February is Black History Month, a time to educate ourselves and others about Black history, raise awareness about ongoing issues that the Black community faces, and encourage change. When it comes to honoring Black History Month in the workplace, organizations often want to “do something,” but aren’t sure of the best way to actually facilitate learning, participation, and action.
To that end, Fishbowl, an app to facilitate social conversation in the workplace, partnered with Living Corporate to ask Black professionals about their experiences at work across industries in an effort to illuminate existing challenges.
Below are three of the statements Fishbowl posed to professionals to assess the extent to which they agree with them. Not only should you consider having your employees weigh in on these, but you should also take this insight and start making changes. Chances are, Fishbowl’s findings reflect your employees’ experiences more than you’d like to admit.
Racial Bias Can Be Anywhere
“I feel pressure to change aspects of my behavior or appearance to fit in with my work place.”
The majority of respondents said they did feel pressure to change their appearance. In the finance sector, 84% felt pressured while 81% of Black employees practicing law felt the same. Even in the notoriously-casual tech industry, 57% felt they needed to alter how they look and act.
Bias is easy to miss, but it’s critical to identify it in job descriptions, employee handbooks and other resources to ensure language is inclusive. For example, when was the last time you took a look at your dress code? Does it call for “professional attire and hairstyles?” Do you consider traditional African American hairstyles or natural hair unprofessional? If your organization is still discriminating against certain types of styles or attire, it’s time for immediate change.
Existing DEI Initiatives Are Ineffective
“My company’s diversity, equity and inclusion initiatives are effective at addressing my needs.”
Despite the tech industry’s reputation for lacking diversity, equity, and inclusion (DEI), it was the highest performing industry—33% of Black professionals agree with the statement above. But 33% is nothing to be proud of:despite doubling down on DEI, this sector is still missing the mark. And other industries are even bigger offenders. Just 14% of Black legal professionals believed in the efficacy of their organization’s DEI efforts.
If your diversity and inclusion efforts are designed to look good on Twitter and not to actually create a diverse environment for all employees, it’s time for a change. Start asking questions. Use employee surveys, start discussion-driven focus groups and conduct external research. There’s no secret recipe for DEI, and the right approach will look different at every organization. Beginning this February, investigate or research tactics that will make your organization truly diverse, and how you can help all of your people feel included.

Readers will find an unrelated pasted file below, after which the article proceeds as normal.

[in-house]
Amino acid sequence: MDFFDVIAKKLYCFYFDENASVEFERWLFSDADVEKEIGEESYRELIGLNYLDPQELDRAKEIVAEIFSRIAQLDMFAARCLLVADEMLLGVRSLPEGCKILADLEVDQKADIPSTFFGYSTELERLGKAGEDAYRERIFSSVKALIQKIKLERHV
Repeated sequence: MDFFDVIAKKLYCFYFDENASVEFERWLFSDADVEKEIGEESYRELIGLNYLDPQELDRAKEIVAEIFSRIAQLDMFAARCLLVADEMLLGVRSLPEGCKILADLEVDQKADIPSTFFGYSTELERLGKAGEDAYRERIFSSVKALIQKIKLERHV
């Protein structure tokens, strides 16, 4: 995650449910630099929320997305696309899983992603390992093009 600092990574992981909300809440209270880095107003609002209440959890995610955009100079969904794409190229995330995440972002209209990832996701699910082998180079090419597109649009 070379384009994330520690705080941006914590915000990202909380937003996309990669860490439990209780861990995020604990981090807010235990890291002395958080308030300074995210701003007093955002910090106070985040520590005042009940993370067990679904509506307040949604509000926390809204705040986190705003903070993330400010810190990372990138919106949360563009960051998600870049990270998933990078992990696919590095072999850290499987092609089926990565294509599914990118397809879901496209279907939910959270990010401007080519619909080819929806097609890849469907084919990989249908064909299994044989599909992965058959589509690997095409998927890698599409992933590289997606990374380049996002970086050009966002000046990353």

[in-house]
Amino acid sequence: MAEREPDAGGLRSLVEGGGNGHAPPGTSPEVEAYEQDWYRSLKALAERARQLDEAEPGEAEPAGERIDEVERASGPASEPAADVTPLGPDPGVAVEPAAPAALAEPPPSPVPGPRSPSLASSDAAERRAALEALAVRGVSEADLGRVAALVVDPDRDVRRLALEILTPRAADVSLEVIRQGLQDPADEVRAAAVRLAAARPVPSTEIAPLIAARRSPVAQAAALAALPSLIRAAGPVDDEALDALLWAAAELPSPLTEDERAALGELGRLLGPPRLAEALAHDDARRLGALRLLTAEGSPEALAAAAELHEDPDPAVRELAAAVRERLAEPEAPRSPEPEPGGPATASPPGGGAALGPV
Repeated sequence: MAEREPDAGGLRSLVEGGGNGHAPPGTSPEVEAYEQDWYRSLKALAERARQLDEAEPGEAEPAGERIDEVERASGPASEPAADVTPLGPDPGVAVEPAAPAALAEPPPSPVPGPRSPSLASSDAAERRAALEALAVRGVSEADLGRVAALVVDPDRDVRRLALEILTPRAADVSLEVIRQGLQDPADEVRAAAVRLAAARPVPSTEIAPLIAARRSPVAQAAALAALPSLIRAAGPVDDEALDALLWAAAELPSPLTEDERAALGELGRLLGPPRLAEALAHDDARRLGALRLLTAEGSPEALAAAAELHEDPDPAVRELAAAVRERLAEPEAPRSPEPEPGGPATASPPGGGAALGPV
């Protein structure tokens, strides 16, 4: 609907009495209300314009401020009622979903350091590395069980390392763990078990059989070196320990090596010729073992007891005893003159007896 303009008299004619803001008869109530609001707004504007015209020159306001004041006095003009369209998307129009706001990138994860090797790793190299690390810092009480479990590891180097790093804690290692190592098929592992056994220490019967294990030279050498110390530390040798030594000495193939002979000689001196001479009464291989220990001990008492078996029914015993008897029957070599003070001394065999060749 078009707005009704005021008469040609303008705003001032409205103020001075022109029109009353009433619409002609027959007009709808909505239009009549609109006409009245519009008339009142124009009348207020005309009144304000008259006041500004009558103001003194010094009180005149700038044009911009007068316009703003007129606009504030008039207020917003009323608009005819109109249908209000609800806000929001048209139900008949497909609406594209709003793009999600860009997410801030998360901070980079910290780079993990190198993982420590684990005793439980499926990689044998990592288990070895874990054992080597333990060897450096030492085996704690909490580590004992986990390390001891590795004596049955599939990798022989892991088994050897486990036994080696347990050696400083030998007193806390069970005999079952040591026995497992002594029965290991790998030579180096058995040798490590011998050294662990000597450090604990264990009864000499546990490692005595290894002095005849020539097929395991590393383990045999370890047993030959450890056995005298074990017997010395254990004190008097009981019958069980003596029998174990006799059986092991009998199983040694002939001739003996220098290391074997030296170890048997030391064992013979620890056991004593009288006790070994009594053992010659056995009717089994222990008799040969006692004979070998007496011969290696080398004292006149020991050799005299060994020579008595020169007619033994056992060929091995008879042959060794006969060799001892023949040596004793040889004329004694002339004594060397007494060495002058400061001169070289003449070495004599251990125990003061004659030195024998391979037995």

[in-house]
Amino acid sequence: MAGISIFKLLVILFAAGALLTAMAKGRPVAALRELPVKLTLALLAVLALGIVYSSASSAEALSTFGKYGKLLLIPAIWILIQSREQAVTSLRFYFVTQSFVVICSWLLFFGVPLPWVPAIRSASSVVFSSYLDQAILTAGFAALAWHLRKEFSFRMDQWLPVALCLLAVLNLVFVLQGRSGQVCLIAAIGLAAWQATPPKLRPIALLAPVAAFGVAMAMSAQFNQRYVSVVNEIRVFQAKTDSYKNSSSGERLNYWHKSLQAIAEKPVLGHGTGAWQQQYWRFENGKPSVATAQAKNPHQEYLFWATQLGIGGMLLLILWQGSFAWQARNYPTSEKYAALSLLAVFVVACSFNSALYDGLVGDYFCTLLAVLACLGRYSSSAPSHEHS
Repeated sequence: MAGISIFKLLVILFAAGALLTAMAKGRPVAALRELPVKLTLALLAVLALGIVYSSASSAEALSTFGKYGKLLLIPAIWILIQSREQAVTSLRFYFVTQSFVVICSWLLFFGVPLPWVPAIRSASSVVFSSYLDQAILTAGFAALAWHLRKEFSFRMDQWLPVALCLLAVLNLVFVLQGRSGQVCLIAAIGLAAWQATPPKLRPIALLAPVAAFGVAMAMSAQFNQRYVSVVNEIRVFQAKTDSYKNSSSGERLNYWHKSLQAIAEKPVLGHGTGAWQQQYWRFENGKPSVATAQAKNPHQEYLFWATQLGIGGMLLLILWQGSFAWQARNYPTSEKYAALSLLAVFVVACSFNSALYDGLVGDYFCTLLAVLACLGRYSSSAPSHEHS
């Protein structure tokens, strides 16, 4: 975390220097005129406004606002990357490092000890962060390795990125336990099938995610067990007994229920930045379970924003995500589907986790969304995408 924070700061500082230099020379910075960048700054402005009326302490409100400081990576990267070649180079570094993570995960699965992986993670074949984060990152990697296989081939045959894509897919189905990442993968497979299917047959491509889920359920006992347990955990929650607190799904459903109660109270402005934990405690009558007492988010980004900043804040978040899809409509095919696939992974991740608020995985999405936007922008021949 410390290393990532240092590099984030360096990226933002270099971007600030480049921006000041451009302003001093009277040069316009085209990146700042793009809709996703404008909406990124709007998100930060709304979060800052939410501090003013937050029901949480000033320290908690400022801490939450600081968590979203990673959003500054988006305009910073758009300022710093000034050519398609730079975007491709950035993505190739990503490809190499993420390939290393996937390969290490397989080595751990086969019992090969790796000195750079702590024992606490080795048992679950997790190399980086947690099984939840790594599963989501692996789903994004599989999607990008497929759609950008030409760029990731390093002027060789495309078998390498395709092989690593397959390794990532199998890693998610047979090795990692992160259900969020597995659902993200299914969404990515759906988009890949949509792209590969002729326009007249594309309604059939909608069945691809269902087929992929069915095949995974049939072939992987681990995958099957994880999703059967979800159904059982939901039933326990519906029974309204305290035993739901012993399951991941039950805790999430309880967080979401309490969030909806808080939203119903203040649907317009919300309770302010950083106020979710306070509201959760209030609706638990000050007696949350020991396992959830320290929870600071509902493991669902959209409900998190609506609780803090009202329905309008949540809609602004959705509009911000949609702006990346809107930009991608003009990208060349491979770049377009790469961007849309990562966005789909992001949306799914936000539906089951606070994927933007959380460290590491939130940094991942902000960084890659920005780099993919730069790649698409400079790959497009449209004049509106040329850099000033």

Racism Can Go Unchecked
“I trust my company to do the right thing if I report that I have experienced racism at work.”
Be honest—how often have you heard accounts of companies ignoring racism until it becomes public? Here’s an even tougher question: how often has it been ignored at your company?
Black professionals in technology and accounting agreed with this statement at 47% and 41%, respectively. But, law and finance? 20% and 7% percent, respectively.
Seven percent. Seven percent of Black professionals in finance trust that their company will do the right thing if they report racism. That number is abysmal. Every report of racism must be investigated and offenders, in turn, must be punished.
Time For Action
As Black History Month comes to a close, are you going to make a real effort to learn, educate others, and make real change? Commit to continuing your work long after February ends.
To overcome all of the challenges that Black professionals face, we need to start by understanding the history, as well as the present. Start by asking the tough questions, absorbing the answers, and doing something about it.